WA Senate passes bill to bar hiring discrimination for cannabis use

The Seattle Times reports

OLYMPIA — Washington employers would be prohibited from refusing to hire a potential worker solely because of a drug test showing they had used cannabis under a bill that passed the state Senate on Wednesday.

Washington voters approved recreational marijuana in 2012 through Initiative 502. More than a decade later, though, as more states have moved to legalize the drug, Washington employers can still screen out applicants who use cannabis.

If Senate Bill 5123 becomes law, Washington would join several other states that have enacted laws shielding employees from workplace penalties for off-duty cannabis use. The bill passed the state Senate on a 28-21 vote Wednesday, sending it to the House for further consideration.

In 2019, Nevada became the first state to stop employers from rejecting an applicant because of a drug test showing cannabis use. Last year, California Gov. Gavin Newsom signed into law a bill barring discrimination in hiring, firing and other conditions of employment if a worker uses cannabis while off duty.

The Washington bill’s sponsor, Sen. Karen Keiser, D-Des Moines, introduced a similar proposal last year, but it didn’t get to the floor for a vote.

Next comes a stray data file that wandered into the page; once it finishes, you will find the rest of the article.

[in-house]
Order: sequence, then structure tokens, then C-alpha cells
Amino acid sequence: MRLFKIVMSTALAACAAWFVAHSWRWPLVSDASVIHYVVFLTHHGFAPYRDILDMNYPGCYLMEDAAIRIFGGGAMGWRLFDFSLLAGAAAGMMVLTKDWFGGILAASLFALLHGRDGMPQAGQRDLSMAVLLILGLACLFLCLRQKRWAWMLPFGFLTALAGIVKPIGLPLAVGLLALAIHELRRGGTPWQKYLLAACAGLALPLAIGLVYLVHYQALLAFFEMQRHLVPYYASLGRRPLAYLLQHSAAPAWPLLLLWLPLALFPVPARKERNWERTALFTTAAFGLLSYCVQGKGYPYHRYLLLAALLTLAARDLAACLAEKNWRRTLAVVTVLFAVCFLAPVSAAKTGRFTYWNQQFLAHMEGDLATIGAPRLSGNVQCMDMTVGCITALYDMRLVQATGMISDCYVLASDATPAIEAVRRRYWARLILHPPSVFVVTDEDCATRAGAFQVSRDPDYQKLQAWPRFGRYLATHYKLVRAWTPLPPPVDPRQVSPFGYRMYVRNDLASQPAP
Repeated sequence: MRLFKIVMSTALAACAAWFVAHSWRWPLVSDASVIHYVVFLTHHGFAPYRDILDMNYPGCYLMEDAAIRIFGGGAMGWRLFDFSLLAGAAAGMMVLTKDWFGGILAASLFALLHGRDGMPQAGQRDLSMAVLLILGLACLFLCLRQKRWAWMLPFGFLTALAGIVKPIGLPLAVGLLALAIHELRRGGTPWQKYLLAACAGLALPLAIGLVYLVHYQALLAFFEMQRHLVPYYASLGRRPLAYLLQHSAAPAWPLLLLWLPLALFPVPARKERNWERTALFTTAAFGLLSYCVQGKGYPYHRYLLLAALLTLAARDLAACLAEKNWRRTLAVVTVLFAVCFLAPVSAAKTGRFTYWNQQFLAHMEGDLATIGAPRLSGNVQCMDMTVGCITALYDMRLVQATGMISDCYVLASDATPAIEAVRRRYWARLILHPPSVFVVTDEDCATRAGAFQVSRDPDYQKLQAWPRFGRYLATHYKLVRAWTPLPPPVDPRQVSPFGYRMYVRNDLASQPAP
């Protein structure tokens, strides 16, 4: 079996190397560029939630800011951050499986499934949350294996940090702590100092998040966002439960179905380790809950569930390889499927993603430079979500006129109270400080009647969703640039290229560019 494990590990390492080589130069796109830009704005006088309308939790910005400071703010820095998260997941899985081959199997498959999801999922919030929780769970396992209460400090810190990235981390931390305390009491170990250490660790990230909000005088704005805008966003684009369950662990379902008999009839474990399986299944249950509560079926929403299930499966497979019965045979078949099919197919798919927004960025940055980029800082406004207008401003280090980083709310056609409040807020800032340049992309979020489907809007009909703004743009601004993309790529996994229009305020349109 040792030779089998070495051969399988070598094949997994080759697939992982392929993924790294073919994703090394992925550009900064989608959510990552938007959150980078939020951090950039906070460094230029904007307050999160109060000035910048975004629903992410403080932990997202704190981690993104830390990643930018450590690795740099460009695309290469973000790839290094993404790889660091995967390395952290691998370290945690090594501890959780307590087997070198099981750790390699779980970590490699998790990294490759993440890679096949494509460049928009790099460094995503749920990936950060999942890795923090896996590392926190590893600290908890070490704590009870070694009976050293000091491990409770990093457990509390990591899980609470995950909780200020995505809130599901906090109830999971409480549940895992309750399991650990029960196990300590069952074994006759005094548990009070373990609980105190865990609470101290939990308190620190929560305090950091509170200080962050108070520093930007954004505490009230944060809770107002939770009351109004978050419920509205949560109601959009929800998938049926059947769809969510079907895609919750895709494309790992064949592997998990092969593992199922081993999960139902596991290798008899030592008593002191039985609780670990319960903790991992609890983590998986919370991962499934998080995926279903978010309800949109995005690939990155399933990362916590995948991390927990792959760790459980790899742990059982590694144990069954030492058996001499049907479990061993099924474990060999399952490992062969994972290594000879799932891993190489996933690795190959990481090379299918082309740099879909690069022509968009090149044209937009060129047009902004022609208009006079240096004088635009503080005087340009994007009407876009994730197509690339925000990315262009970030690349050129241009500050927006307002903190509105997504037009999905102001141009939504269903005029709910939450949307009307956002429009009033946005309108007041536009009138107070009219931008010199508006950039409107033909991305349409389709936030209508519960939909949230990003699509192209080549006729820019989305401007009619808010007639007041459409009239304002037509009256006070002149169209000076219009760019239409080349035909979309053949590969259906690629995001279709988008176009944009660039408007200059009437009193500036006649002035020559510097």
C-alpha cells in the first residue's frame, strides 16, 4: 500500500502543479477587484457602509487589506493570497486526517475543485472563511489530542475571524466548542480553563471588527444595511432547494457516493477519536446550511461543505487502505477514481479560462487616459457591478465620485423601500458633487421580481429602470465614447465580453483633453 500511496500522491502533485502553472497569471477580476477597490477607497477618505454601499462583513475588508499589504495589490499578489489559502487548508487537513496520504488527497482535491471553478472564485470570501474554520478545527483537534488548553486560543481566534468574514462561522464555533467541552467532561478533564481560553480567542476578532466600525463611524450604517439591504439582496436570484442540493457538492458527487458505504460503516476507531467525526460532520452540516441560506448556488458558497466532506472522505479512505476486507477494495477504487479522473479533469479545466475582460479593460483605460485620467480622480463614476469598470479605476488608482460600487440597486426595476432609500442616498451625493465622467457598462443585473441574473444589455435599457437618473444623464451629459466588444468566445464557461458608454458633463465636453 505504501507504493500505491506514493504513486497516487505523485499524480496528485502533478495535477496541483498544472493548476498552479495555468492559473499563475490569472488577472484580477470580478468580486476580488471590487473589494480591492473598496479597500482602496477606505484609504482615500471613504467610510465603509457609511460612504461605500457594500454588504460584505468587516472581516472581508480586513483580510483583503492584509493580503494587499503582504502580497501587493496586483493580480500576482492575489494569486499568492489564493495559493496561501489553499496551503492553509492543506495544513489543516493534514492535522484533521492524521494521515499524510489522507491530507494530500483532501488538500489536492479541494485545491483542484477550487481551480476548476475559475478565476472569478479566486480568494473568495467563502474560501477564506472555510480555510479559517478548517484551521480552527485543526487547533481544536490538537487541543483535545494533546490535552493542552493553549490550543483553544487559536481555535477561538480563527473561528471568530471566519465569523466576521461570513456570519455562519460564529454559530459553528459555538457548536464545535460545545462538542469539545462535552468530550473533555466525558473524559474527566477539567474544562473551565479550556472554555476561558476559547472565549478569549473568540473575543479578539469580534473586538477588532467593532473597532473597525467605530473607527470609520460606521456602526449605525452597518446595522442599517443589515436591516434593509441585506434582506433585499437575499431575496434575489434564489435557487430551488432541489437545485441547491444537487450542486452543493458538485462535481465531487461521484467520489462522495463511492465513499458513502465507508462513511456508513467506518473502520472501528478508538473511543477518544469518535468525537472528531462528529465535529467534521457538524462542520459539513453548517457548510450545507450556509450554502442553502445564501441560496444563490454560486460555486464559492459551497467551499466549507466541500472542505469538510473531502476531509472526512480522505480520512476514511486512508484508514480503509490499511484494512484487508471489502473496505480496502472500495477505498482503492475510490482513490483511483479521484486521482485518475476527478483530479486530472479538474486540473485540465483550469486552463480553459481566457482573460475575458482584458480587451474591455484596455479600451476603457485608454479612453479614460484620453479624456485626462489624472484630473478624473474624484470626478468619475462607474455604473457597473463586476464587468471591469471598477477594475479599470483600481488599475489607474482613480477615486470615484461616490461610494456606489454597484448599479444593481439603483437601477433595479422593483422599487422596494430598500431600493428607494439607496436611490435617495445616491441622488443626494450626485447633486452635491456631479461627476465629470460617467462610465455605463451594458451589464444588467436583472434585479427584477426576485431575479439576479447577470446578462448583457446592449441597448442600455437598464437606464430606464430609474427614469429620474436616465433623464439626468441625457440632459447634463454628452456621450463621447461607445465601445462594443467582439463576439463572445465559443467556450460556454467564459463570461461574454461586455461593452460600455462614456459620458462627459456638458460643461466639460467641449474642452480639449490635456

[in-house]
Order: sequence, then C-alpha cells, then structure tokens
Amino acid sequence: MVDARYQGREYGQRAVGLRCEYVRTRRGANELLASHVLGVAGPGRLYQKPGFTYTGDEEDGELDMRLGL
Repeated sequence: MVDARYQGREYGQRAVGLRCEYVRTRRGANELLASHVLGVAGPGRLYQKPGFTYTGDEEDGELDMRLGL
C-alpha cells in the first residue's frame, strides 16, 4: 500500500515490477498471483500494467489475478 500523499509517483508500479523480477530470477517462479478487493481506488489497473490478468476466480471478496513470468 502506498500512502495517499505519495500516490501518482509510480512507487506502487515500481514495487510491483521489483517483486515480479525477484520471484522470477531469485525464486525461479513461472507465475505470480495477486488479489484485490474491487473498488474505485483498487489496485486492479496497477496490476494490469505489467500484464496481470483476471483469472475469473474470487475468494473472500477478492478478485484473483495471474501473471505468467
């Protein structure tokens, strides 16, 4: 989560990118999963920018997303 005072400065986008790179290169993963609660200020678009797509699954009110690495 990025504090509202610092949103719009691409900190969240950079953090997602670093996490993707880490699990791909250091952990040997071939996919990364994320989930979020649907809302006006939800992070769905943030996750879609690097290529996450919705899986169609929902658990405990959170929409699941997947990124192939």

Washington’s bill only covers drug tests before hiring, Keiser said. An employer could still test you for cannabis once you have a job, and could still make a hiring decision based on a drug test that doesn’t include cannabis.

If your employer wants to test you every week after you’re hired, they’re still able to do that,” Keiser said. “This is simply opening the front door of getting into a job. Because too many people who see that they have to take a drug test to even apply, don’t even apply.”

Certain jobs are excluded from the bill, including in the airline and aerospace industries and those requiring a federal background investigation or security clearance.

Thanks to an amendment from Sen. Curtis King, R-Yakima, the bill also excludes professions where impairment on the job means “substantial risk of death.”

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